Kristin Waters (Philosophy) has presented a series of papers this year related to her larger project, a biography of pioneering black feminist theorist Maria W. Stewart. Active in Boston in the 1830s, Stewart is considered to be the first African American woman political thinker to address the public and write for publication.
Last October, Waters read from a chapter of her book at the Brandeis University Women’s Studies Research Center. In November, she presented at a conference, Philosophy Born of Struggle, at the University of Connecticut. Her talk was titled “Dismantling Ignorance: The Persuasive Powers of David Walker and Maria W. Stewart.” In its third decade, this group is the longest-standing in its field to address issues in Africana Philosophy. In March, she attended the inaugural conference of the African American Intellectual History Society (AAIHS) at the University of North Carolina, Chapel Hill, where she presented “Maria W. Stewart and Black Revolutionary Liberalism.”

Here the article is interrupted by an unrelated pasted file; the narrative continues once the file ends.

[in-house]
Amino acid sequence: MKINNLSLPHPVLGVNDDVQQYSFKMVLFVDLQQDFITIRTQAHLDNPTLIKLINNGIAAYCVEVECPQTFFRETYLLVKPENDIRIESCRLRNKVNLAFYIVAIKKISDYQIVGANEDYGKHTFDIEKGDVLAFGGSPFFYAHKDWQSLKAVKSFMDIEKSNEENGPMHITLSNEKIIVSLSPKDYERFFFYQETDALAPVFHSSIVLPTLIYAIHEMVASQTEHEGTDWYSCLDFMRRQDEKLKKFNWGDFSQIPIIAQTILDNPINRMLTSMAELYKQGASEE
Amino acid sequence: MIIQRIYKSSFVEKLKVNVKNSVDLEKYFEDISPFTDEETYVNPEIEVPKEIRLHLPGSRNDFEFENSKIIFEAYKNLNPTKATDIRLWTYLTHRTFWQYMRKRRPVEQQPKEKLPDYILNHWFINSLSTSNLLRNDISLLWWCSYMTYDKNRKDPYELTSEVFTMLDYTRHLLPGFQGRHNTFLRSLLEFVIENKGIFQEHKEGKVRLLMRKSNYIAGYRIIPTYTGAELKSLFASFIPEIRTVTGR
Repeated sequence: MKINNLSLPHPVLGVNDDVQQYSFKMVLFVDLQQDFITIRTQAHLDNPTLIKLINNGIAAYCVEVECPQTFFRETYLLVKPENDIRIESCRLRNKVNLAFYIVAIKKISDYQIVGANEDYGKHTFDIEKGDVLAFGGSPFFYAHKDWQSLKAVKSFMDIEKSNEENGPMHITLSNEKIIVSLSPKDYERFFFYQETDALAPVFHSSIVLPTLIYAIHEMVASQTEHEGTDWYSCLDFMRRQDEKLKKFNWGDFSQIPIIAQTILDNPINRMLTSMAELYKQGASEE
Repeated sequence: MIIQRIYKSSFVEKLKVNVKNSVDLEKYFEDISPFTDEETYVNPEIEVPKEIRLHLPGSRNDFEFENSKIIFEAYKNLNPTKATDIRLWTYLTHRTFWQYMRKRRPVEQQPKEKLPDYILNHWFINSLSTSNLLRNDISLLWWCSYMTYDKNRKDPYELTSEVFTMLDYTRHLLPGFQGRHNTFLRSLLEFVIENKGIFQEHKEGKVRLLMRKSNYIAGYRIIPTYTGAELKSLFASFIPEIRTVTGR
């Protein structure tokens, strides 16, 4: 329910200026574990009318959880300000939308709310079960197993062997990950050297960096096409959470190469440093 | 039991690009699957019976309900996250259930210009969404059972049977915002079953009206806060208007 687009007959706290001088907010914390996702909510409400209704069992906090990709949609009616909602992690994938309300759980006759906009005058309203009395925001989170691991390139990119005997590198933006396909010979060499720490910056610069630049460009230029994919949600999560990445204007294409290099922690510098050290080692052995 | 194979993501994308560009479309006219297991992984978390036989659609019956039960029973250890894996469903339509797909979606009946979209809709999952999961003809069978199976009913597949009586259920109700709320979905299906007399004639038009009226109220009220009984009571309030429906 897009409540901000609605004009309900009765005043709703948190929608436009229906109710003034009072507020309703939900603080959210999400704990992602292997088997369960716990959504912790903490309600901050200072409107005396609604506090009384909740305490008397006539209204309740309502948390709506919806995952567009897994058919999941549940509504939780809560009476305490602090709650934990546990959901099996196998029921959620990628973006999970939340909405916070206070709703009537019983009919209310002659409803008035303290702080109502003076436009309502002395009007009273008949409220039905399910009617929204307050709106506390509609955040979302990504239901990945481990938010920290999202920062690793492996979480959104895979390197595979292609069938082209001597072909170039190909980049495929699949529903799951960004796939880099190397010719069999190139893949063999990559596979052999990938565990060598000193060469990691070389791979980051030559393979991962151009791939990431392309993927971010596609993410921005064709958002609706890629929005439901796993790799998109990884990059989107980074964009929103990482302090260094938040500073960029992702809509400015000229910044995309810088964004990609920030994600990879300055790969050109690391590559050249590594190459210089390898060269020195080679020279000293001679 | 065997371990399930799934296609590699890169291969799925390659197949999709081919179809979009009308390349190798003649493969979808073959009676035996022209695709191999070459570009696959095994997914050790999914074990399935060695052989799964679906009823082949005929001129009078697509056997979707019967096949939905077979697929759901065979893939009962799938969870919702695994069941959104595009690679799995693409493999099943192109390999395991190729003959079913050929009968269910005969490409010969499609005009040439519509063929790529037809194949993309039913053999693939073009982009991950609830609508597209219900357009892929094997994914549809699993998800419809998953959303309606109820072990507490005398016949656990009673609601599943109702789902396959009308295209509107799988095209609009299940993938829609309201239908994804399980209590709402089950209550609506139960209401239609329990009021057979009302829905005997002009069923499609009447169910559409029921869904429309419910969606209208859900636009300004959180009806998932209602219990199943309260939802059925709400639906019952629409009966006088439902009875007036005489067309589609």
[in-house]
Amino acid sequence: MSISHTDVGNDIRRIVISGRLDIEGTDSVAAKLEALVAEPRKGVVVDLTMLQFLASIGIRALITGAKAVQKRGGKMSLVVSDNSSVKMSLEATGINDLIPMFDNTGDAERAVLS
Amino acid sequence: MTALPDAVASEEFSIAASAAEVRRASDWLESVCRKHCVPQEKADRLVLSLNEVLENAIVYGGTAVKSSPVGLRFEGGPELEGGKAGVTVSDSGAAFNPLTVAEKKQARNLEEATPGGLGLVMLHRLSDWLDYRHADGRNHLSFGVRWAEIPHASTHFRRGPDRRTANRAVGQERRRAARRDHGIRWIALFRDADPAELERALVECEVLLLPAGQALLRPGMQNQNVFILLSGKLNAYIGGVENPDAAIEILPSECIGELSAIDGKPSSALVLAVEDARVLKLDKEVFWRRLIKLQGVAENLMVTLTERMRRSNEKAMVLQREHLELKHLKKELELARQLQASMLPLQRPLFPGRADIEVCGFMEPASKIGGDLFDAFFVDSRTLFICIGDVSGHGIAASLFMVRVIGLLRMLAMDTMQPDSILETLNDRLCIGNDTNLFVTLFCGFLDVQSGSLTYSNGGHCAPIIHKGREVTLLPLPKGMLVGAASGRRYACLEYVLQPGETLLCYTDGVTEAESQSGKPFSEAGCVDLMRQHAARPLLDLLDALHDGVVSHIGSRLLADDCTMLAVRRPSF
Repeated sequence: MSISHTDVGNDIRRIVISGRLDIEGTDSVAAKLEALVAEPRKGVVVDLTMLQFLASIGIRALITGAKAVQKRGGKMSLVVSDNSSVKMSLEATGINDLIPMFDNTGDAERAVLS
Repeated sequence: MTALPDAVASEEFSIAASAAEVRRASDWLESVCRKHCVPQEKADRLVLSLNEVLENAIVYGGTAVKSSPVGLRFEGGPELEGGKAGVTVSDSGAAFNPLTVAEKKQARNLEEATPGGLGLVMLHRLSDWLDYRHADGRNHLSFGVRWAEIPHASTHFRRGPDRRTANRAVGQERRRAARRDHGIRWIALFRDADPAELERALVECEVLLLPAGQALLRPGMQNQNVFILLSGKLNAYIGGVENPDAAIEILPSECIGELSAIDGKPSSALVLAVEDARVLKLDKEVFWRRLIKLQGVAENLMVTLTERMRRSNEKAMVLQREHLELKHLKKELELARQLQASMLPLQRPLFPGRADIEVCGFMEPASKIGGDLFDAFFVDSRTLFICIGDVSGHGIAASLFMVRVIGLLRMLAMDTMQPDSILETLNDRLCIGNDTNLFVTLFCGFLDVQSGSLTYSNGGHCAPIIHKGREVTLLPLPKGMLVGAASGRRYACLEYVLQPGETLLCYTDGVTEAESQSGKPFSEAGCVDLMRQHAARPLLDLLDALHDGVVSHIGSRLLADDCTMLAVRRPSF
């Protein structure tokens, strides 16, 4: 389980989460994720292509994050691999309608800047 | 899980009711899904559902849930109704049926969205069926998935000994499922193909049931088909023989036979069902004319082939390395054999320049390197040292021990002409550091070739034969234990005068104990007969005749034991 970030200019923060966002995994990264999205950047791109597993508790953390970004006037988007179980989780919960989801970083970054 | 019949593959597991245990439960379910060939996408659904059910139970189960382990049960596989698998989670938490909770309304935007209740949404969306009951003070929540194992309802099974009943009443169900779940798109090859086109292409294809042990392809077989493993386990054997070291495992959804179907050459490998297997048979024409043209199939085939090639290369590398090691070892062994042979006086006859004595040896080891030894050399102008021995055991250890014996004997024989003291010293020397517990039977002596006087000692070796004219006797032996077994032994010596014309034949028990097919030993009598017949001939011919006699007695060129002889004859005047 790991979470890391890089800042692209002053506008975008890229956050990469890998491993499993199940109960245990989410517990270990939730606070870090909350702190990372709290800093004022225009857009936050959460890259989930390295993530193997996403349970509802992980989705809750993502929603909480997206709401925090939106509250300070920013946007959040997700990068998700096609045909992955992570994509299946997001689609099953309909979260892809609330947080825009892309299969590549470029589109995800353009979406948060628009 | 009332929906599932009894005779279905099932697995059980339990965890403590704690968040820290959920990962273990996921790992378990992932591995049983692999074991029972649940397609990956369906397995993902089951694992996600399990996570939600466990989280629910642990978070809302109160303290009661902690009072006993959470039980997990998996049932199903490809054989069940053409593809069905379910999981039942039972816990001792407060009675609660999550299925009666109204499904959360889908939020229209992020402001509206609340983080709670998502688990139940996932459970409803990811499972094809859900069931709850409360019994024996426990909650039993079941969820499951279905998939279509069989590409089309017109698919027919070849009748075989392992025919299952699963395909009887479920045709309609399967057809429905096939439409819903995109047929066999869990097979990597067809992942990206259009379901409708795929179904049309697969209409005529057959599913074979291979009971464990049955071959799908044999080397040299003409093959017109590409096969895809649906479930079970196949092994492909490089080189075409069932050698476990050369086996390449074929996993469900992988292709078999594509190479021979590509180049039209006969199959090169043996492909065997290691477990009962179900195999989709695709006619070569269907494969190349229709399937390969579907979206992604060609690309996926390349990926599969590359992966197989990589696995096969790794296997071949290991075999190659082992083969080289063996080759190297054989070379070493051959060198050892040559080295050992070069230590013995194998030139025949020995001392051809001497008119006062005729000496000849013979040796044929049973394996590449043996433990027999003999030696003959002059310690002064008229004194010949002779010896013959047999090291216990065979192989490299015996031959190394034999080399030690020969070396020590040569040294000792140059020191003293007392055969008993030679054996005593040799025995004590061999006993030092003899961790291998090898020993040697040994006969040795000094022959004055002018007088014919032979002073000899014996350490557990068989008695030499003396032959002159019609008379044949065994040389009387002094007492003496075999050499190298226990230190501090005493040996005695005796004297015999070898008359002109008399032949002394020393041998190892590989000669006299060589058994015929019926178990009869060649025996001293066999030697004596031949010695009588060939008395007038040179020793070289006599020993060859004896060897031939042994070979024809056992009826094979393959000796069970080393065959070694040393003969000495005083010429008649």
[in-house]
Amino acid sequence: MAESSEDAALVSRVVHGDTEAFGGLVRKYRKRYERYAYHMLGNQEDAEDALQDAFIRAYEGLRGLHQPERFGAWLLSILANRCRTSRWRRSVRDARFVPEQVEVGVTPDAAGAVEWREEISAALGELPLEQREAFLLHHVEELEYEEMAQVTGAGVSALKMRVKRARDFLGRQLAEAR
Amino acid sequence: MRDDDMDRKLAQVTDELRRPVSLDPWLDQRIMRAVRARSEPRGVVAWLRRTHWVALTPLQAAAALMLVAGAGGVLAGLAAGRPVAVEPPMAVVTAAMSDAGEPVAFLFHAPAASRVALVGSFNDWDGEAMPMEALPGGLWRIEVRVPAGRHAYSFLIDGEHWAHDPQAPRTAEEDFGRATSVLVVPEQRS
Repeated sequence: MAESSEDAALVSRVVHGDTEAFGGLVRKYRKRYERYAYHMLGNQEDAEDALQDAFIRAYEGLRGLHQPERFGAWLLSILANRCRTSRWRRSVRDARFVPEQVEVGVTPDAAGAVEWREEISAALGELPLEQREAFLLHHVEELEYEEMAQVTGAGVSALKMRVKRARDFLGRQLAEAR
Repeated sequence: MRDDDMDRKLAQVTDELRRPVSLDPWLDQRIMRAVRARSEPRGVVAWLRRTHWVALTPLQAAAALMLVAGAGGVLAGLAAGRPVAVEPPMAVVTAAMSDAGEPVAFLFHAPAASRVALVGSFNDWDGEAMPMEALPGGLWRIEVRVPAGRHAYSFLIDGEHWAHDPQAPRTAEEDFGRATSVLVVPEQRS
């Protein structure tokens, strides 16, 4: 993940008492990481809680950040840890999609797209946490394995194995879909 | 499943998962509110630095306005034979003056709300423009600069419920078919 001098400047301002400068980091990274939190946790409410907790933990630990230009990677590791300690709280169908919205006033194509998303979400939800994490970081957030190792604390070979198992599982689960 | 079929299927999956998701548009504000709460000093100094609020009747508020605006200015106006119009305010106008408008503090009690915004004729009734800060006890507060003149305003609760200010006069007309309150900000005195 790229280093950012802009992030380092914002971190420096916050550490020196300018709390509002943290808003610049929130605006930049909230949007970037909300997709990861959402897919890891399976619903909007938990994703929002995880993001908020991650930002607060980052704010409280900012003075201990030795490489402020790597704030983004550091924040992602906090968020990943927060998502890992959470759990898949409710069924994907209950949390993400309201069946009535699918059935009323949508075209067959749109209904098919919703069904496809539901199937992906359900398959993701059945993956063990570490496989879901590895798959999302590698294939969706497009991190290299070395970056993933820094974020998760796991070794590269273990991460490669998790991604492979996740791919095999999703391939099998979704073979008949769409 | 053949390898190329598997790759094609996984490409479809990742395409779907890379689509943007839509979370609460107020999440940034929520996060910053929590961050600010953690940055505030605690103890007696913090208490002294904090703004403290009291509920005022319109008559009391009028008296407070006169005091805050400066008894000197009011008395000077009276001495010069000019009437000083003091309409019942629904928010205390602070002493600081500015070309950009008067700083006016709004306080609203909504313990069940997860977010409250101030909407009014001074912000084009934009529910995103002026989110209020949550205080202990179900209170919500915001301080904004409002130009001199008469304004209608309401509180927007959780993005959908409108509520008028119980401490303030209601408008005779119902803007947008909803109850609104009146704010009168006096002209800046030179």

She has been invited to write an essay for a special issue in Departures in Critical Qualitative Research titled “Cultivating Promise and Possibility: Black Feminist Thought as an Innovative, Interdisciplinary, and International Framework.” In June, she will participate in the Black Europe Summer School in Amsterdam to continue her studies about trans-Atlantic connections in the nineteenth-century African diaspora.
Campbell’s New Book Traces the Lives of 12 Iraqi Interpreters
Thirteen years after the United States invaded Iraq, Madeline Otis Campbell (Urban Studies) has released a book that traces the experiences of 12 young Baghdadis who served as interpreters for U.S. . . .